Just a few minutes ago, Gov. Ed Rendell held a press conference to outline the agreement between legislative leaders on the state budget. The deal, which was hammered out over the past few days, would authorize about $28.1 billion in state spending. If major portions of the agreement actually pass tomorrow, it will be the first time in eight years that the budget has been on time.
So is it time to rejoice? Not quite. It seems to us that the budget is based on two big contingencies.
First, it assumes that lawmakers will find some common ground on the severance tax. Right now, there is an agreement in principle that companies should pay something for the privilege of mining natural gas in the Marcellus Shale. However, lawmakers are fuzzy on exactly how much the levy should be and how it should be divided between the state and local governments. That promises to be a contentious debate and it's entirely possible that legislators won't be able to find a compromise that can pass the State House.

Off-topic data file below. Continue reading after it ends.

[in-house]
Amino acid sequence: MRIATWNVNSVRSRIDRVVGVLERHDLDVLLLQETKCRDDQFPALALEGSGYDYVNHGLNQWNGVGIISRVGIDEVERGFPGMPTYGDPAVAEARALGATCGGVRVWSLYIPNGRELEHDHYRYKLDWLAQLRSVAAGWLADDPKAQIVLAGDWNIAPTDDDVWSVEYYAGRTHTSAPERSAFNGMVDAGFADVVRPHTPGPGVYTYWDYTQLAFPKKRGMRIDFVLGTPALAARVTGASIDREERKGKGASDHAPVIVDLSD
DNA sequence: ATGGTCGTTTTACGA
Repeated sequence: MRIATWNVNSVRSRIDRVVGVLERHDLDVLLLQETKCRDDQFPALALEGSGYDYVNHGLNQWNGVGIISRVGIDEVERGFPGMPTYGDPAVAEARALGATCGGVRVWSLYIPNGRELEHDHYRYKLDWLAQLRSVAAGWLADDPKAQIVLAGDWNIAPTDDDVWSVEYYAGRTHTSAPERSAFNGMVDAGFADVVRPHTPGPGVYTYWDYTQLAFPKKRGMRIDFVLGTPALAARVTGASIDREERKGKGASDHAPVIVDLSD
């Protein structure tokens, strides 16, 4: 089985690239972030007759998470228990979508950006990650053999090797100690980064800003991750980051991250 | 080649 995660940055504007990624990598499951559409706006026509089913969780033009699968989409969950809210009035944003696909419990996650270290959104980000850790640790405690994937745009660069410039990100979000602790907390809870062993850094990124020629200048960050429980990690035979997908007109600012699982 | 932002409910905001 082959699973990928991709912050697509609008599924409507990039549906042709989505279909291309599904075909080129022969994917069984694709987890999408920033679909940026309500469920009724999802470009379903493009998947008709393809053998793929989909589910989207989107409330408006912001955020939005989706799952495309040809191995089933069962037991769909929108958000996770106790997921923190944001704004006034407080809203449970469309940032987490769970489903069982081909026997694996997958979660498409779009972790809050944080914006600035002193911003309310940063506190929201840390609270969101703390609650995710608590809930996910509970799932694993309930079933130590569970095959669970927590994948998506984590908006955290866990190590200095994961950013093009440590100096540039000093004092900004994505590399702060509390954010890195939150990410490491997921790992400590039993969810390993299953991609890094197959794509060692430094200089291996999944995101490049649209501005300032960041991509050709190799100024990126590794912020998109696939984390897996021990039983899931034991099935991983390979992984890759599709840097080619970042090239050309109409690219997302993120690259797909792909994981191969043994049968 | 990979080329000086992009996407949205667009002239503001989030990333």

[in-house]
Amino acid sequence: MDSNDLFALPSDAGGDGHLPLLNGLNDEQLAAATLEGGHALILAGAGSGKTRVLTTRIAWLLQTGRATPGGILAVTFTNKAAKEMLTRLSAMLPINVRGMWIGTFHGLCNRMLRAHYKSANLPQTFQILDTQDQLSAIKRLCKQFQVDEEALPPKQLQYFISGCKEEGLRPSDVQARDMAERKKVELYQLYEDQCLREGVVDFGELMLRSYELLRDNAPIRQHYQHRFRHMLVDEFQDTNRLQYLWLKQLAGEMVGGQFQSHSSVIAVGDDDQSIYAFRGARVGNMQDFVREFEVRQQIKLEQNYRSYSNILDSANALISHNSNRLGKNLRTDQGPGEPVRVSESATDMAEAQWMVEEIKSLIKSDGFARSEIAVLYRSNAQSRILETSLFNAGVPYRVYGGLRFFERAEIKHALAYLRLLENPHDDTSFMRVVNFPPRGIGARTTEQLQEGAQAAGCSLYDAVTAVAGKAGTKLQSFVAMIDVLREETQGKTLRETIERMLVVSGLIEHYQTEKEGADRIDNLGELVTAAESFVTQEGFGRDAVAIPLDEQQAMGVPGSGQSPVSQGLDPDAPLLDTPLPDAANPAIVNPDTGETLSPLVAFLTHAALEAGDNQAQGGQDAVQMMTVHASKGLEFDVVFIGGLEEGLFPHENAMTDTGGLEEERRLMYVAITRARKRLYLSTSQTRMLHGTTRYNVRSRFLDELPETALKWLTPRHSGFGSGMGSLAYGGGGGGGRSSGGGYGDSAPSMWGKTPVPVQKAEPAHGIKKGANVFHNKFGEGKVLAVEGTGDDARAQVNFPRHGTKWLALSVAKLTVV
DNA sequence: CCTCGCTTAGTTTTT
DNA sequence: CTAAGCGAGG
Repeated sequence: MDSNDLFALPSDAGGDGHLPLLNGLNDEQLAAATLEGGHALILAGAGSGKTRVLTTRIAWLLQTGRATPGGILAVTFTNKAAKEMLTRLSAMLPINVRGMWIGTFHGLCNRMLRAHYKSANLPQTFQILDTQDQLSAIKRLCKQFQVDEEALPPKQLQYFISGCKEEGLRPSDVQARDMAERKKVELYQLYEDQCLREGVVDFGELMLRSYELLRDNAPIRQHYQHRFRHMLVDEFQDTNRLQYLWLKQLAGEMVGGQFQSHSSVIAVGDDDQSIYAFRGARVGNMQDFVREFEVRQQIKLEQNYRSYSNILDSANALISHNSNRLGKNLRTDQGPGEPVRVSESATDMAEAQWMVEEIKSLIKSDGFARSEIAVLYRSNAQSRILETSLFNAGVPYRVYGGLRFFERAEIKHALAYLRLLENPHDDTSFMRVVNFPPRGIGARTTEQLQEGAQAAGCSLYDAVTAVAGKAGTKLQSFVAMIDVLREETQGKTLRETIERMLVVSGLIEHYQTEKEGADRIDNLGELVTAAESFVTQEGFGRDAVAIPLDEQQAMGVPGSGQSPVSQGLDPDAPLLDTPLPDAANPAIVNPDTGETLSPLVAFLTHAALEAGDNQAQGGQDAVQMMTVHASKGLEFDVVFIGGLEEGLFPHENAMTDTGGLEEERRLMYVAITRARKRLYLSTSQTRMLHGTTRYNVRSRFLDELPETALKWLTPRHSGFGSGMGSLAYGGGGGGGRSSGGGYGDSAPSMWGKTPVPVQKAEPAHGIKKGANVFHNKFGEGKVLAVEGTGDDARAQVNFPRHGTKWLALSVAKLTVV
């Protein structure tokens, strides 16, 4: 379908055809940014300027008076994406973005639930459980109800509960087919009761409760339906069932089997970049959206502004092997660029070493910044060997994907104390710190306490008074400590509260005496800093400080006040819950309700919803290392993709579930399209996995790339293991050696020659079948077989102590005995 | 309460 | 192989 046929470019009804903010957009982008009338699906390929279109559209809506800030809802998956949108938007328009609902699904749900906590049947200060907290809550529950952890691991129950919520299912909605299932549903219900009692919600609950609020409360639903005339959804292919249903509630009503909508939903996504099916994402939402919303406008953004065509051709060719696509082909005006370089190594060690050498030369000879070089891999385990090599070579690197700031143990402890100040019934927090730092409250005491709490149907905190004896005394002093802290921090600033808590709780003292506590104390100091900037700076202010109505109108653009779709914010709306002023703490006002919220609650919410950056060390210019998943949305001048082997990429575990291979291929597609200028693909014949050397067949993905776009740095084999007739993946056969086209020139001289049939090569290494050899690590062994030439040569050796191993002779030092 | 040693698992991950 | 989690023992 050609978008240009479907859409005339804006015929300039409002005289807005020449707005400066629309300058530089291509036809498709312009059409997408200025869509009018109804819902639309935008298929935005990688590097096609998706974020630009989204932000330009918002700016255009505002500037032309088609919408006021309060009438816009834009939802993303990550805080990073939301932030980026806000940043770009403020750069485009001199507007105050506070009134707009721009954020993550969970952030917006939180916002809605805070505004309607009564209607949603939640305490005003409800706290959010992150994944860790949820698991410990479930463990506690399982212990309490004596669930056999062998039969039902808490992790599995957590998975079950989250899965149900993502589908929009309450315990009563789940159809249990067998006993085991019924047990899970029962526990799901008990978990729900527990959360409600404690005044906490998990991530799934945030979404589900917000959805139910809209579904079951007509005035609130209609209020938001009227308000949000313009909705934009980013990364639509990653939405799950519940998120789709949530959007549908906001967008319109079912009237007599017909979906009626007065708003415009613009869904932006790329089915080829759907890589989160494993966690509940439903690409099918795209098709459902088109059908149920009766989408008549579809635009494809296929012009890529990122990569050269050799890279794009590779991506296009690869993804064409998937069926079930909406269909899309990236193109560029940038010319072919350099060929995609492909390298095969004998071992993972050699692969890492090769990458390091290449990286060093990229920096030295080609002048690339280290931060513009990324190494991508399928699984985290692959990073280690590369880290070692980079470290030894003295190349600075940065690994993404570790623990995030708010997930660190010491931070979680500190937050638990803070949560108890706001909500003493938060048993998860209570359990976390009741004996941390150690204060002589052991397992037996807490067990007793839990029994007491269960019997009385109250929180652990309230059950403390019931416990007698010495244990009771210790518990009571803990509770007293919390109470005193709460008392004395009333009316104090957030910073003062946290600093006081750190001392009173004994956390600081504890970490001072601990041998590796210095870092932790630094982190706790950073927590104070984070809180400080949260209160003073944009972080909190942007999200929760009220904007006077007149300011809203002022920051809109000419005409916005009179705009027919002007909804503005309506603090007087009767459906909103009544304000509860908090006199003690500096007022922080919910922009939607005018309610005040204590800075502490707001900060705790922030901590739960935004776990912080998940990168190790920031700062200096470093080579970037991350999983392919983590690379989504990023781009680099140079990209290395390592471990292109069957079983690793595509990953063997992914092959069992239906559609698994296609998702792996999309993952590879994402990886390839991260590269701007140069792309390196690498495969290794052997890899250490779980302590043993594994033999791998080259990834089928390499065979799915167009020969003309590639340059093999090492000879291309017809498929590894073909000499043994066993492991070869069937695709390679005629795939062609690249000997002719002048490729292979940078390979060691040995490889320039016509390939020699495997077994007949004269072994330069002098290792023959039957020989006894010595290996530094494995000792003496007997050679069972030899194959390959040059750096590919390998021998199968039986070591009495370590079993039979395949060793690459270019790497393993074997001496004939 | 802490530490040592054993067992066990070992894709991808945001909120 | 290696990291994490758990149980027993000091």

Earlier today, one of our readers asked for an update on Philly's tax amnesty program, which ended last week. Here is the statement from Revenue Commissioner Keith Richardson:
"As you know, Philadelphia Tax Amnesty ended at 11:59 PM on Friday and we are very pleased with the preliminary results. However, we are still receiving mailed returns and payments postmarked June 25th.
We look forward to reporting our final results shortly when we are confident the numbers are complete and official. Again, the City of Philadelphia thanks everyone who did the right thing over the past 54 days by participating in Philadelphia Tax Amnesty."
According to John Micek of the Allentown Morning Call, legislative leaders are edging closer and closer to a final budget deal. Check out his blog for updates throughout the day. We're still figuring out the details, but expect some analysis from "It's Our Money" in the near future.
You would expect to hear at least some people in the state saying no, the Republican nominee for governor cannot reasonably keep this pledge. You might expect to hear it from his Democratic opponent, for instance. But you probably wouldn't expect to hear the Republican Senate majority leader saying it.
"I don't see how he can do it, frankly," Pileggi, of Delaware County, said in response to a question while speaking to the Pennsylvania Press Club.
Corbett made a no-tax pledge this year with Americans for Tax Reform.